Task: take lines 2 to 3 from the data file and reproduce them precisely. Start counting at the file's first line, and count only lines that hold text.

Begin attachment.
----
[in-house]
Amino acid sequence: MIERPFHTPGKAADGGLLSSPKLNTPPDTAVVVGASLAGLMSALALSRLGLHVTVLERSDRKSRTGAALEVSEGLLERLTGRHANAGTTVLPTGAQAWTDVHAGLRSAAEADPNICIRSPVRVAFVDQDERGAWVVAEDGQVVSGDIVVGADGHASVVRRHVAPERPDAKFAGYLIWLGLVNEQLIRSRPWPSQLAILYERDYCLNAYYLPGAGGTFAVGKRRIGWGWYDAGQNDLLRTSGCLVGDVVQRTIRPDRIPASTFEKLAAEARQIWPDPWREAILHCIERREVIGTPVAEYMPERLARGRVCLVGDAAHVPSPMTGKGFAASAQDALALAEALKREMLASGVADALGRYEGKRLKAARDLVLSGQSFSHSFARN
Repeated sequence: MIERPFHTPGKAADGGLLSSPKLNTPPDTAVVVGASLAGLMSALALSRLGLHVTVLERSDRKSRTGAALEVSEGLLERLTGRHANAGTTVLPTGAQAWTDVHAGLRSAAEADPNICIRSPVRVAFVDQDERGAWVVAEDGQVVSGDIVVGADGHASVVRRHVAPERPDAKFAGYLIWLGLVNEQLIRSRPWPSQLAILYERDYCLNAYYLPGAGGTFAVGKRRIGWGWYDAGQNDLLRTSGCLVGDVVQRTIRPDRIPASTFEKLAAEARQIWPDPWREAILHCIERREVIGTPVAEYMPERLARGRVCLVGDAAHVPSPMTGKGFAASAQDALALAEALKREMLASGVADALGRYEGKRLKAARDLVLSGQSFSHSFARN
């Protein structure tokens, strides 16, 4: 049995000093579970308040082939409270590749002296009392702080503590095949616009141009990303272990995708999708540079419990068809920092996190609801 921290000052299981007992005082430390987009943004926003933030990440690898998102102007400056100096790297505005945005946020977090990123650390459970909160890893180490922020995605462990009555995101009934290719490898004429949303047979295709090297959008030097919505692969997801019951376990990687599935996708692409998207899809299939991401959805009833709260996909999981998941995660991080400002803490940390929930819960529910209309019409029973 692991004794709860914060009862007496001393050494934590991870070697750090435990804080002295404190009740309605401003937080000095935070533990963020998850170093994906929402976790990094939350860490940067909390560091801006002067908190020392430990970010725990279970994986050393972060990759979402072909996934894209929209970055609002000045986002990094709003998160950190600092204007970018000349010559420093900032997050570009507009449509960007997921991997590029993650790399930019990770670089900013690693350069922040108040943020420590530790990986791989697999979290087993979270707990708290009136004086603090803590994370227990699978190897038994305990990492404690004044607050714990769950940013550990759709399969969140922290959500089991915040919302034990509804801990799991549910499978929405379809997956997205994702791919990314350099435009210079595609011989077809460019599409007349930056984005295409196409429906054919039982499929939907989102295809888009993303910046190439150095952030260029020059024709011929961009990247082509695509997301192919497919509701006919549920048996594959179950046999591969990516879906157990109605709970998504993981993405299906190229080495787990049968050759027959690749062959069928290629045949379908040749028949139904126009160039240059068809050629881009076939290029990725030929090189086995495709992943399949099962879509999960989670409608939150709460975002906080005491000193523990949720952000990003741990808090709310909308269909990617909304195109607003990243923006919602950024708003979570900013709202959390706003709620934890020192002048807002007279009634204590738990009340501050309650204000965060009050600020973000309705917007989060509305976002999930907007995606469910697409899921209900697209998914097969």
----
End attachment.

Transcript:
Amino acid sequence: MIERPFHTPGKAADGGLLSSPKLNTPPDTAVVVGASLAGLMSALALSRLGLHVTVLERSDRKSRTGAALEVSEGLLERLTGRHANAGTTVLPTGAQAWTDVHAGLRSAAEADPNICIRSPVRVAFVDQDERGAWVVAEDGQVVSGDIVVGADGHASVVRRHVAPERPDAKFAGYLIWLGLVNEQLIRSRPWPSQLAILYERDYCLNAYYLPGAGGTFAVGKRRIGWGWYDAGQNDLLRTSGCLVGDVVQRTIRPDRIPASTFEKLAAEARQIWPDPWREAILHCIERREVIGTPVAEYMPERLARGRVCLVGDAAHVPSPMTGKGFAASAQDALALAEALKREMLASGVADALGRYEGKRLKAARDLVLSGQSFSHSFARN
Repeated sequence: MIERPFHTPGKAADGGLLSSPKLNTPPDTAVVVGASLAGLMSALALSRLGLHVTVLERSDRKSRTGAALEVSEGLLERLTGRHANAGTTVLPTGAQAWTDVHAGLRSAAEADPNICIRSPVRVAFVDQDERGAWVVAEDGQVVSGDIVVGADGHASVVRRHVAPERPDAKFAGYLIWLGLVNEQLIRSRPWPSQLAILYERDYCLNAYYLPGAGGTFAVGKRRIGWGWYDAGQNDLLRTSGCLVGDVVQRTIRPDRIPASTFEKLAAEARQIWPDPWREAILHCIERREVIGTPVAEYMPERLARGRVCLVGDAAHVPSPMTGKGFAASAQDALALAEALKREMLASGVADALGRYEGKRLKAARDLVLSGQSFSHSFARN